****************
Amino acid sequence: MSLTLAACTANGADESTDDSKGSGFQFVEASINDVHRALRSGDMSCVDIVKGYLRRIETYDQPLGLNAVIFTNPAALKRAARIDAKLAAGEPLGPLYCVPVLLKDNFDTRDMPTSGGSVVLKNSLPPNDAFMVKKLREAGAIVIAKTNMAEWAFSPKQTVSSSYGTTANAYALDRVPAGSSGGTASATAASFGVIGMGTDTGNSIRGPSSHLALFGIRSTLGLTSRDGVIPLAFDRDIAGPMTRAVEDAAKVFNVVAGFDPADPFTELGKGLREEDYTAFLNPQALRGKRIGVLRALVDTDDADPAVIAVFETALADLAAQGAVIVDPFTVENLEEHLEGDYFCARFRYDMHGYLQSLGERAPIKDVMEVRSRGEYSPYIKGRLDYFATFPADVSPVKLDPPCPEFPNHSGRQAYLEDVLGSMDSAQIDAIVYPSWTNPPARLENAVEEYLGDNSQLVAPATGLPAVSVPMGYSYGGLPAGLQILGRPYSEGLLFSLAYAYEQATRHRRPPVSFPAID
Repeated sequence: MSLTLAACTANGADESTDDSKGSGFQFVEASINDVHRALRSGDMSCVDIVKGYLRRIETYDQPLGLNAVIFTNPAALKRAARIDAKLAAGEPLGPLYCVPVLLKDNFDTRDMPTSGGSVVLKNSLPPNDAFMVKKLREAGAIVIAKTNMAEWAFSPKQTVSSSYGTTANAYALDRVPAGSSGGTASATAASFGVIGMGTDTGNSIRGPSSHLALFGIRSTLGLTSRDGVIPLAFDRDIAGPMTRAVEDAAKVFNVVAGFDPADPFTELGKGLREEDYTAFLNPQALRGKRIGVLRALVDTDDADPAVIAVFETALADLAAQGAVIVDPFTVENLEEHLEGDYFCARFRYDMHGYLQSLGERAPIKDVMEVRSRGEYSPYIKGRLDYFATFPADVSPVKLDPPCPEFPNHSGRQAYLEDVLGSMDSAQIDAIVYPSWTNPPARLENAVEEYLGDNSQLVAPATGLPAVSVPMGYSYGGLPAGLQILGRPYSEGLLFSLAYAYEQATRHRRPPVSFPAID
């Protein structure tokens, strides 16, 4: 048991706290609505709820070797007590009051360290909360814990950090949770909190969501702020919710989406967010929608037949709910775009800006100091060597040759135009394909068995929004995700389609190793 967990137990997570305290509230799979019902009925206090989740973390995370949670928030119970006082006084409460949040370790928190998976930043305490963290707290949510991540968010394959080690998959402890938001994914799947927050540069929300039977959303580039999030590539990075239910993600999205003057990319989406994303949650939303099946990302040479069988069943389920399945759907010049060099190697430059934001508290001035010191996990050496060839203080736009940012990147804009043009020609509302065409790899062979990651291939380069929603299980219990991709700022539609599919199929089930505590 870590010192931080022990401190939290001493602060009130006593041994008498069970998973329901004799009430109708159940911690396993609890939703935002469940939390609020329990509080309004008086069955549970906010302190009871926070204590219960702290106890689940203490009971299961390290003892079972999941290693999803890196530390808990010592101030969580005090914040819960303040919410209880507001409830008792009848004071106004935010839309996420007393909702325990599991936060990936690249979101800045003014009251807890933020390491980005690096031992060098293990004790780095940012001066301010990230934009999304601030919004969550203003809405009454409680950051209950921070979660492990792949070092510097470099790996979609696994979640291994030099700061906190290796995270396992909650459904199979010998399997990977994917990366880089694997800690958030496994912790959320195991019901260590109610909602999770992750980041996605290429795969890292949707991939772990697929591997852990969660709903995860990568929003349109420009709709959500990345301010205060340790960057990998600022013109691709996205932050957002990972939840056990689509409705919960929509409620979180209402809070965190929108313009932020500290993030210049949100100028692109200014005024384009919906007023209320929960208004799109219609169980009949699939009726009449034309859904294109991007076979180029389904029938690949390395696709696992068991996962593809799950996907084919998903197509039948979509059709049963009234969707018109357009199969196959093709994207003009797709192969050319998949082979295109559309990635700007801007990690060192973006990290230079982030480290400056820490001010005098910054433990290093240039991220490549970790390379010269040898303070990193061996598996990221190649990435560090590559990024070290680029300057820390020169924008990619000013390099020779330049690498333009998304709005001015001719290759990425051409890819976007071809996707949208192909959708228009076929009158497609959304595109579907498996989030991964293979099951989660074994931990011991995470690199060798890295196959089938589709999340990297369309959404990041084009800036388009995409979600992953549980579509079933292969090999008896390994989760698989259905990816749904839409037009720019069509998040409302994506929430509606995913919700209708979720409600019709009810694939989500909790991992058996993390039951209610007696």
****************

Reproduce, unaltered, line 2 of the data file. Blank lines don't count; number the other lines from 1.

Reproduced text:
Repeated sequence: MSLTLAACTANGADESTDDSKGSGFQFVEASINDVHRALRSGDMSCVDIVKGYLRRIETYDQPLGLNAVIFTNPAALKRAARIDAKLAAGEPLGPLYCVPVLLKDNFDTRDMPTSGGSVVLKNSLPPNDAFMVKKLREAGAIVIAKTNMAEWAFSPKQTVSSSYGTTANAYALDRVPAGSSGGTASATAASFGVIGMGTDTGNSIRGPSSHLALFGIRSTLGLTSRDGVIPLAFDRDIAGPMTRAVEDAAKVFNVVAGFDPADPFTELGKGLREEDYTAFLNPQALRGKRIGVLRALVDTDDADPAVIAVFETALADLAAQGAVIVDPFTVENLEEHLEGDYFCARFRYDMHGYLQSLGERAPIKDVMEVRSRGEYSPYIKGRLDYFATFPADVSPVKLDPPCPEFPNHSGRQAYLEDVLGSMDSAQIDAIVYPSWTNPPARLENAVEEYLGDNSQLVAPATGLPAVSVPMGYSYGGLPAGLQILGRPYSEGLLFSLAYAYEQATRHRRPPVSFPAID